Nashville’s Beaux Dalton is a songwriter with a clear sense of connection to his music. From afar, the sound is likable in itself – this warming, organic and musically flawless country style is easy to get on-board with. Pretty soon though, when you listen through his lyrics and the way the music builds and changes throughout – you realise there’s a whole lot more to it than first comes to mind.
The Devils’ Girl is a song you’re likely to fall more in love with each time it reappears. Beaux Dalton’s unapologetic, deeply considerate and emotional approach to songwriting and composition is the sort that satisfies initially, but later grows to impress immensely – seeming thoroughly refreshing among today’s musical landscape.
The Devil’s Girl takes the listener through the ups and downs of a story close to the songwriter’s heart. This is done by means of an entirely artistic approach – not merely the lyrics, but everything about the song. Dalton’s voice and the soundscape work in unison to underline the various stages of the piece, so it feels way more like a dramatic yet open presentation; even a short film in some ways. Not the sort of run-of-the-mill country song you tend to stumble upon during an average day.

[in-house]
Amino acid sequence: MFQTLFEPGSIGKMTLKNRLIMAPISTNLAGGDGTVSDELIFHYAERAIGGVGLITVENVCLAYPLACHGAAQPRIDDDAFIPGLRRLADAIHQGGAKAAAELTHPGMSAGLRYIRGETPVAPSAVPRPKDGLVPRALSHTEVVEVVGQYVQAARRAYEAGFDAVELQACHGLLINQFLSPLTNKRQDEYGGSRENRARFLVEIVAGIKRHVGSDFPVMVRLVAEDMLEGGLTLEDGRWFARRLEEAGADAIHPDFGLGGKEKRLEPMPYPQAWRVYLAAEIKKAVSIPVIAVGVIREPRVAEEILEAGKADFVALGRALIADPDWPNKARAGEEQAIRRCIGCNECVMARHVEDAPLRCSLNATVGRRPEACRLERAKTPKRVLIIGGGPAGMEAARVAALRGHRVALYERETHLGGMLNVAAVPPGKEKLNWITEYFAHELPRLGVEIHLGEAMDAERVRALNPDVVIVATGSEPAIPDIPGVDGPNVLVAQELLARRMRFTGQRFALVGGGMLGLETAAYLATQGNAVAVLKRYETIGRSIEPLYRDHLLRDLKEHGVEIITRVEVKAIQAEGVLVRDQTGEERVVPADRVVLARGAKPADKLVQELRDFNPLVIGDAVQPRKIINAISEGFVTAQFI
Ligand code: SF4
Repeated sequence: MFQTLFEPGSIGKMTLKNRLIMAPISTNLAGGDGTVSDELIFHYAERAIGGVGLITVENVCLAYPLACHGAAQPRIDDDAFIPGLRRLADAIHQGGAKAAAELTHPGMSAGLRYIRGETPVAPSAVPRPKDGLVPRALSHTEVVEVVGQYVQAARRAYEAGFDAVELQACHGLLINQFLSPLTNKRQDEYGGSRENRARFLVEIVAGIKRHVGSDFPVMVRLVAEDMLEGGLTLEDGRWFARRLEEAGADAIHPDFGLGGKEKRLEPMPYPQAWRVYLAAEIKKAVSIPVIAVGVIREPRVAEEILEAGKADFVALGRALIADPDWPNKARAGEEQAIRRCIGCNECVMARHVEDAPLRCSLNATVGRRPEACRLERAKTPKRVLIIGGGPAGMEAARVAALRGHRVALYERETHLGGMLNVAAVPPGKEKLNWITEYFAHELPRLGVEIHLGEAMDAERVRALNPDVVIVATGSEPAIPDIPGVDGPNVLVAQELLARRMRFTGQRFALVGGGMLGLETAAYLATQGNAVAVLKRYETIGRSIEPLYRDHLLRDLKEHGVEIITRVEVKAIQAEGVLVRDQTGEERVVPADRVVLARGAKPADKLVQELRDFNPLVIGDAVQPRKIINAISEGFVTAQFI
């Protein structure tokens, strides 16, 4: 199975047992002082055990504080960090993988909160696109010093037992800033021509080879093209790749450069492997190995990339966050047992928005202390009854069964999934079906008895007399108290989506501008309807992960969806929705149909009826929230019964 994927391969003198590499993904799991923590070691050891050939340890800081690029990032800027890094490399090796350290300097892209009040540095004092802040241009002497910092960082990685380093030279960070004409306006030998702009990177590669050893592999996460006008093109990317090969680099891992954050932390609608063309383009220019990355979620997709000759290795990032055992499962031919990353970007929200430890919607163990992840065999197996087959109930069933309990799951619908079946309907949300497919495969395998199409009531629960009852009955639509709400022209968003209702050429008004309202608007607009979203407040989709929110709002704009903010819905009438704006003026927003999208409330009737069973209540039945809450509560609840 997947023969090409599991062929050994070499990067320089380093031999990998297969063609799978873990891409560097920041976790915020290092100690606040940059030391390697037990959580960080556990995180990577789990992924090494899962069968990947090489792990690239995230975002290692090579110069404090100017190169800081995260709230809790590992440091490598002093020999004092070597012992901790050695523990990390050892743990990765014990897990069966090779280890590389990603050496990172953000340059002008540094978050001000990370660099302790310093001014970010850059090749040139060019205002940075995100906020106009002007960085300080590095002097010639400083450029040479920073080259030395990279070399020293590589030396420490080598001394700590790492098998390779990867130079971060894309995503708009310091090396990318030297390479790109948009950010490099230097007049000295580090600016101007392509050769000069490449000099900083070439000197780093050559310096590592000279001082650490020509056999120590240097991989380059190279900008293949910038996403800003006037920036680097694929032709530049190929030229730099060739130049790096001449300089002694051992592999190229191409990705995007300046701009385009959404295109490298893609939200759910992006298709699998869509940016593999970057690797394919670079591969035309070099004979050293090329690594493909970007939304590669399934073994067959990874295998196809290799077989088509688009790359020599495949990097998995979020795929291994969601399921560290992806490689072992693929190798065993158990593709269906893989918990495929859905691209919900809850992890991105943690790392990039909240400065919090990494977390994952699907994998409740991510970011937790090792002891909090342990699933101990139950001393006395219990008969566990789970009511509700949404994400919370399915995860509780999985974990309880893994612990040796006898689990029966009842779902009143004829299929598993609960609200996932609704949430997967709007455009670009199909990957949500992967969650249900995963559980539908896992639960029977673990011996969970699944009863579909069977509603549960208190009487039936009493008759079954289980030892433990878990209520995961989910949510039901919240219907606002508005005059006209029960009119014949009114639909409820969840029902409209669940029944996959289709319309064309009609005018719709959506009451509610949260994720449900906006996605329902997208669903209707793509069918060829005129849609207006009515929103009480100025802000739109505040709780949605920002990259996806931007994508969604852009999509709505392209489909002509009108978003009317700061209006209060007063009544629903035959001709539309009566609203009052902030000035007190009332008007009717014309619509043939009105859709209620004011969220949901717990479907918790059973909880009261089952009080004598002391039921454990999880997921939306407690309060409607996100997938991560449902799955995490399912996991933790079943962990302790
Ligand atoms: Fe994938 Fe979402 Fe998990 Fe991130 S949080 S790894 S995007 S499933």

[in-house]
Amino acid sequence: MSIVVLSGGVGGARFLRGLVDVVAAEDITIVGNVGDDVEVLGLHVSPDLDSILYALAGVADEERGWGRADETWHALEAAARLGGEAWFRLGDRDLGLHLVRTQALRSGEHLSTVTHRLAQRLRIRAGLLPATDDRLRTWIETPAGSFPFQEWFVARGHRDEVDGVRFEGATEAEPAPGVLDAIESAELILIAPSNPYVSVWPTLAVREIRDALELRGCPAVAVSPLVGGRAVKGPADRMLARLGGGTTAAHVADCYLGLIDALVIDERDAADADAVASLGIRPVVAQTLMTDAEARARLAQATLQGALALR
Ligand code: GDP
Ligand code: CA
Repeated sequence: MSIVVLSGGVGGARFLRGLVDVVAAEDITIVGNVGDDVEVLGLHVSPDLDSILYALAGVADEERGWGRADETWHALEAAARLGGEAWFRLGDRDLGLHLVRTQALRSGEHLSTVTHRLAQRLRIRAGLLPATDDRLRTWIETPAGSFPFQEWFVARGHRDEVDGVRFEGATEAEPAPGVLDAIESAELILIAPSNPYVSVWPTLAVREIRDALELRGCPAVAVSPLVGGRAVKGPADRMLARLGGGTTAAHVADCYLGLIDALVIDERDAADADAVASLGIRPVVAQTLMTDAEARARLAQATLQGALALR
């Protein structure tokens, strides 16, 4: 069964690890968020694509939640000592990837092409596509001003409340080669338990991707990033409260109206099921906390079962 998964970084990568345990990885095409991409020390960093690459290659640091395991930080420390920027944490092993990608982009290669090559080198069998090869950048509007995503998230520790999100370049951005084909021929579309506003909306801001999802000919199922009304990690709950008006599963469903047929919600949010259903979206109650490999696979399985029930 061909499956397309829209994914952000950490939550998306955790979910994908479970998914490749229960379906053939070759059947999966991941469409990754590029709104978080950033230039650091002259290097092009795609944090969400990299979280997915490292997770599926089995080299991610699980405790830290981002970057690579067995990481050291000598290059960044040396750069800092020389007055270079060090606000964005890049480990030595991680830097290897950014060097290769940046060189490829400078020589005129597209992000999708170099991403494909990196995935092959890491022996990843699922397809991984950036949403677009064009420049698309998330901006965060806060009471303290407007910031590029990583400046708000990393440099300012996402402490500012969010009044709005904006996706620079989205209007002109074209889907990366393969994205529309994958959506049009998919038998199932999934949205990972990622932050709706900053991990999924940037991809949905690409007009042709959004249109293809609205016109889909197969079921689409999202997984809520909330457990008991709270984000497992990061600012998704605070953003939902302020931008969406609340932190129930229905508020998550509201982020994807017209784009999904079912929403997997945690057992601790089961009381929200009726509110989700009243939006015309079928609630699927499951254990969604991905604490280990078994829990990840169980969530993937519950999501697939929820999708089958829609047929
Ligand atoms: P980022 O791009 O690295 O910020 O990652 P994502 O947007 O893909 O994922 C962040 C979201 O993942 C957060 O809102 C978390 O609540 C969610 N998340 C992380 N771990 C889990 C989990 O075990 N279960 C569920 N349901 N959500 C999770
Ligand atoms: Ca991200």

An awesome gear change towards the half-way mark gives the song a real emotional edge – Dalton’s vocals and the surrounding instrumentation pour through with sudden grit and genuine passion, quickly recapturing any wandering minds and firmly reinforcing the evolving stages of the story.
Showcasing a superb use of contrast, the song later falls away to the pure softness of an acoustic guitar and Dalton’s now near-whispered delivery. This five minute composition is an unexpectedly epic and ever-changing soundscape that feels like a heartfelt, authentic work of art – unconfined by genre or expectation, simply rolling with the moment and sweeping the listener off their feet in the process.
Stunning guitar solos and dashes of musical fullness intermittently replace quiet intimacy, reflective and gentle lyrics are often swapped for the more intense intricacies of the story, and this works beautifully in making certain you’re intrigued, involved, and that the songwriter has fully and honestly encapsulated the core of his tale and the feelings associated with it. A wonderfully addictive new song that introduces Beaux Dalton as an artist well worth paying attention to.